Dwelling investment decline could be sharper than expected now
Board agreed labor market developments particularly important
Australia’s central bank is holding fire on interest rates, even as a slide in the nation’s home prices deepens, as it awaits a resolution to the divergence between strong hiring and decelerating economic growth.
The Reserve Bank said the labor market is “particularly important” to the outlook and reiterated there’s considerable uncertainty over consumption, minutes of its March 5 policy meeting released in Sydney Tuesday showed. It said dwelling investment was expected to subtract from growth and the decline “could be sharper” than currently expected.
“Members agreed that there was not a strong case for a near-term adjustment in monetary policy,” it said. “Rather, they assessed that it would be appropriate to hold the cash rate steady while new information became available that could help resolve the current tensions in the domestic economic data.”
The RBA has shifted to a neutral policy stance as tumbling property prices weigh on household spending and damp growth. The weighted average of home prices across the nation’s eight capital cities fell 2.4 percent in the final three months of 2018 from the preceding quarter, equating to a 5.1 percent decline from a year earlier.
The central bank is trying to reconcile the economy’s slowdown with strong job gains and falling unemployment, as well as liaison with firms that signal a healthy employment outlook. The RBA noted this discrepancy is visible in several other developed economies.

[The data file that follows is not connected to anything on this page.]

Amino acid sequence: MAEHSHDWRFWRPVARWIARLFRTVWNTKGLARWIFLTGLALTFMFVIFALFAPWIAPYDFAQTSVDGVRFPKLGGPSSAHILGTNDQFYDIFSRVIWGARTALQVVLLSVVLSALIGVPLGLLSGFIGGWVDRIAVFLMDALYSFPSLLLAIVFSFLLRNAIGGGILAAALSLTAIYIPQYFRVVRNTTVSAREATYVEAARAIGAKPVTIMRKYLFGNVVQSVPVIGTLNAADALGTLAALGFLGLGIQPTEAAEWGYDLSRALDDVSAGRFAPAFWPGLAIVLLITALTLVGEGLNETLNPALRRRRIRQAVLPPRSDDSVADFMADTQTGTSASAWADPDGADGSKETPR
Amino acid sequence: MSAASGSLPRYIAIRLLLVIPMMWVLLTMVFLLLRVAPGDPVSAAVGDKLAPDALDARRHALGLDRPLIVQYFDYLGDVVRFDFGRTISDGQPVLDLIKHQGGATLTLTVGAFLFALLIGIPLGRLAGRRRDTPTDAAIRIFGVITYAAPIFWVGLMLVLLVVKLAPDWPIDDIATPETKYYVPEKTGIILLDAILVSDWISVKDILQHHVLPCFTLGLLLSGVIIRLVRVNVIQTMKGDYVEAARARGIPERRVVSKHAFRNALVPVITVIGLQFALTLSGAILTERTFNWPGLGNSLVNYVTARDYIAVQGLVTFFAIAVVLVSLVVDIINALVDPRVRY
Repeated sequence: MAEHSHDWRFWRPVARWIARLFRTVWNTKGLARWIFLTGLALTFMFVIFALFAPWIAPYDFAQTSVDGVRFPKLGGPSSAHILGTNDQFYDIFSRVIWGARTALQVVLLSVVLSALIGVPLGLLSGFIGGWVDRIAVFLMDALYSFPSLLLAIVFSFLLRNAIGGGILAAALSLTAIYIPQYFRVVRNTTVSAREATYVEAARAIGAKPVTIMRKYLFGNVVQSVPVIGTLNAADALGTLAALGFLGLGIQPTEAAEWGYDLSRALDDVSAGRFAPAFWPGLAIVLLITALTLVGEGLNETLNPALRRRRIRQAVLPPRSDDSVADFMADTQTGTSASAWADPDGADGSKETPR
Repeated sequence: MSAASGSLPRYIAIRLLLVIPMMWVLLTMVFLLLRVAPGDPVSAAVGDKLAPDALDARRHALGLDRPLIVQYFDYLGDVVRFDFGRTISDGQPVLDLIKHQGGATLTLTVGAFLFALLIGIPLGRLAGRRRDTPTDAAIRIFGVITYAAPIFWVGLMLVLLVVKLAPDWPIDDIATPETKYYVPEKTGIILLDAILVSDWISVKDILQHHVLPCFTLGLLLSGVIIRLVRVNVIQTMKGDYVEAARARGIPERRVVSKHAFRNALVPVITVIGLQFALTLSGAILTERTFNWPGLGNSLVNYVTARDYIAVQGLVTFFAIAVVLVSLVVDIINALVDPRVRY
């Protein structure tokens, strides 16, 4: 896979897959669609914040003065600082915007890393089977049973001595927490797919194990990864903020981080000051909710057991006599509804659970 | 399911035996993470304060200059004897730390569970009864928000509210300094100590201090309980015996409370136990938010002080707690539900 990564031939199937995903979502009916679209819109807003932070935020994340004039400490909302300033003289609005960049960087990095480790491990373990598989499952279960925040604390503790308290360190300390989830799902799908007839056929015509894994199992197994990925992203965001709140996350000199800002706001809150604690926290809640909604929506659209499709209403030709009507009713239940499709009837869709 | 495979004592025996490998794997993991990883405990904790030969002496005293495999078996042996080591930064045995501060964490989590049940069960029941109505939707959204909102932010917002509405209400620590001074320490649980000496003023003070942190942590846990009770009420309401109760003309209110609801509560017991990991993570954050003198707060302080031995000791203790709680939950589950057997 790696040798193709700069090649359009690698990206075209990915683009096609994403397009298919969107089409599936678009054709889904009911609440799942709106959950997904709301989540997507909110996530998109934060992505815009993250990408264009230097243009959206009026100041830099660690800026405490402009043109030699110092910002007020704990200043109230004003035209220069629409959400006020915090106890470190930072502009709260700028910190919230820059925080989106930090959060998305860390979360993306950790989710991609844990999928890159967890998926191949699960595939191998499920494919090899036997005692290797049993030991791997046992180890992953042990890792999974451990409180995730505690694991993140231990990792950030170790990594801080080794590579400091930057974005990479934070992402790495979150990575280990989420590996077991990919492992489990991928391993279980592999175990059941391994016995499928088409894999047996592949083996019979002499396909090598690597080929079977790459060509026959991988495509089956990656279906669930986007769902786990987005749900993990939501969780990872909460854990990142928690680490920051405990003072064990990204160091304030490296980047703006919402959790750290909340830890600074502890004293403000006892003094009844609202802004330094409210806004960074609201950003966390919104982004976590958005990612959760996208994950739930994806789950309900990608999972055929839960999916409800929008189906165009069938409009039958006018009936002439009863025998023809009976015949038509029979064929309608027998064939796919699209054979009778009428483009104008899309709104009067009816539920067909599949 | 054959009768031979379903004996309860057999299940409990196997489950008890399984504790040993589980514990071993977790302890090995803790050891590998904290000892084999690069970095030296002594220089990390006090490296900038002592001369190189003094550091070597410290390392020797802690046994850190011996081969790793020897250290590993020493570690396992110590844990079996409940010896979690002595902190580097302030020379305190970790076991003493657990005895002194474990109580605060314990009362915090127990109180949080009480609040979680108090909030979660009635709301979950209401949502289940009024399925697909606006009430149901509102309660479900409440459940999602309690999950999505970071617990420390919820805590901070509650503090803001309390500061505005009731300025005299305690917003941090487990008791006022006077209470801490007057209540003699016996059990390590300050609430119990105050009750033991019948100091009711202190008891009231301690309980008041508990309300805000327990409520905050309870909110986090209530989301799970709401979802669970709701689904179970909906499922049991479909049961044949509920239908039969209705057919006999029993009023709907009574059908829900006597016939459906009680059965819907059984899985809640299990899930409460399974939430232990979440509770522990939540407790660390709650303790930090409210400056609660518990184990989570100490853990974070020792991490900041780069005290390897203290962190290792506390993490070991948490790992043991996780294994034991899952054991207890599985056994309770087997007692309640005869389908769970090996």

The Australian dollar traded at 71 U.S. cents at 11:54 a.m. in Sydney, little changed from before the minutes and home price data were released.
The board met a day before the release of GDP data showing the economy decelerated in the second half of the year to an annualized 1 percent from almost 4 percent in the first half. The RBA has kept rates on hold for 2-1/2 years as it aims to boost employment, lift wages and reignite inflation.
The board noted in the minutes that “while the labor market had continued to strengthen, less progress had been made on inflation.”
The minutes reiterated that leading indicators suggested jobs growth was likely to remain “above average,” while noting some measures “had turned down a little recently.”
While the RBA said a trough in mining investment is near and spending is set to resume, Western Australia, the epicenter of the commodities boom, is struggling. State unemployment has climbed to around 6.5 percent there vs 5 percent nationally, and wage-growth is 1.6 percent vs 2.3 percent for the country.
Policy makers noted the global economy had cooled in the second half of 2018 and this had continued into 2019. However, they were unable to read too much further into the picture as the U.S. government shutdown and Chinese New Year holiday had impacted the timing of data releases.
On the U.S.-China trade war, the RBA said there had been “spillover effects” on some other economies: a decline in Chinese imports to meet domestic demand and facilitate export production in east Asia; an easing in intra-regional export growth; and survey measures of new exports orders in east Asia had “declined sharply” to be below average early in 2019.
(Updates currency level in sixth paragraph.)